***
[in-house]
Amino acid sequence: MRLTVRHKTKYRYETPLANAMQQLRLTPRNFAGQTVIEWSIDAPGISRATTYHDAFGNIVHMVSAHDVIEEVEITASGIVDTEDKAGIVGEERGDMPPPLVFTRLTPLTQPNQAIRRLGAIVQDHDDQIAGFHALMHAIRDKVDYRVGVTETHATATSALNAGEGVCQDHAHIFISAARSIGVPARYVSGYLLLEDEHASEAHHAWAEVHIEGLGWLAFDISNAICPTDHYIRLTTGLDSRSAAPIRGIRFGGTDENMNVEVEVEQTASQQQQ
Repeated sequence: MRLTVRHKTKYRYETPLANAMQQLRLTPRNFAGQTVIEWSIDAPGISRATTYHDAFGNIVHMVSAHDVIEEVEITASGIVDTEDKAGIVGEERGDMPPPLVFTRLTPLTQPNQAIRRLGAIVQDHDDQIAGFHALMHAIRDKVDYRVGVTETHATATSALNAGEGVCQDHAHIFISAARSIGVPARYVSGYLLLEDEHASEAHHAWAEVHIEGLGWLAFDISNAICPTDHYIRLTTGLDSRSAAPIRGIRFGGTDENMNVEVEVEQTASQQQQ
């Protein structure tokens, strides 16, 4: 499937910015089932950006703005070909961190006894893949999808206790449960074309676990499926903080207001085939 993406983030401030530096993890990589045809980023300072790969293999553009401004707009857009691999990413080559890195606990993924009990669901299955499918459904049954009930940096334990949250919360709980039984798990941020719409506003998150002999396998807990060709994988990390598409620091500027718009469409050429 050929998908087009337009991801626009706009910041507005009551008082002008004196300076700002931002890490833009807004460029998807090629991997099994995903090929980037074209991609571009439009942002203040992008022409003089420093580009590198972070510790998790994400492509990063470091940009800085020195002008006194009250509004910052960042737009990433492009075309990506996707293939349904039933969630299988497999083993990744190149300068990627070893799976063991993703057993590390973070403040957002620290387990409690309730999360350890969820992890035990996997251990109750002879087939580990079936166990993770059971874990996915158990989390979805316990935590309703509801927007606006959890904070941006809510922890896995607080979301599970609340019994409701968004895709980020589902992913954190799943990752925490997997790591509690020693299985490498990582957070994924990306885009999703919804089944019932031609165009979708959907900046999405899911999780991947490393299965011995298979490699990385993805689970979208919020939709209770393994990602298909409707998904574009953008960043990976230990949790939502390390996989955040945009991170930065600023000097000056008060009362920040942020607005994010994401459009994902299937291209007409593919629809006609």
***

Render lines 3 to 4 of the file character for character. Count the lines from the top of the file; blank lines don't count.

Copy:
Repeated sequence: MRLTVRHKTKYRYETPLANAMQQLRLTPRNFAGQTVIEWSIDAPGISRATTYHDAFGNIVHMVSAHDVIEEVEITASGIVDTEDKAGIVGEERGDMPPPLVFTRLTPLTQPNQAIRRLGAIVQDHDDQIAGFHALMHAIRDKVDYRVGVTETHATATSALNAGEGVCQDHAHIFISAARSIGVPARYVSGYLLLEDEHASEAHHAWAEVHIEGLGWLAFDISNAICPTDHYIRLTTGLDSRSAAPIRGIRFGGTDENMNVEVEVEQTASQQQQ
């Protein structure tokens, strides 16, 4: 499937910015089932950006703005070909961190006894893949999808206790449960074309676990499926903080207001085939 993406983030401030530096993890990589045809980023300072790969293999553009401004707009857009691999990413080559890195606990993924009990669901299955499918459904049954009930940096334990949250919360709980039984798990941020719409506003998150002999396998807990060709994988990390598409620091500027718009469409050429 050929998908087009337009991801626009706009910041507005009551008082002008004196300076700002931002890490833009807004460029998807090629991997099994995903090929980037074209991609571009439009942002203040992008022409003089420093580009590198972070510790998790994400492509990063470091940009800085020195002008006194009250509004910052960042737009990433492009075309990506996707293939349904039933969630299988497999083993990744190149300068990627070893799976063991993703057993590390973070403040957002620290387990409690309730999360350890969820992890035990996997251990109750002879087939580990079936166990993770059971874990996915158990989390979805316990935590309703509801927007606006959890904070941006809510922890896995607080979301599970609340019994409701968004895709980020589902992913954190799943990752925490997997790591509690020693299985490498990582957070994924990306885009999703919804089944019932031609165009979708959907900046999405899911999780991947490393299965011995298979490699990385993805689970979208919020939709209770393994990602298909409707998904574009953008960043990976230990949790939502390390996989955040945009991170930065600023000097000056008060009362920040942020607005994010994401459009994902299937291209007409593919629809006609």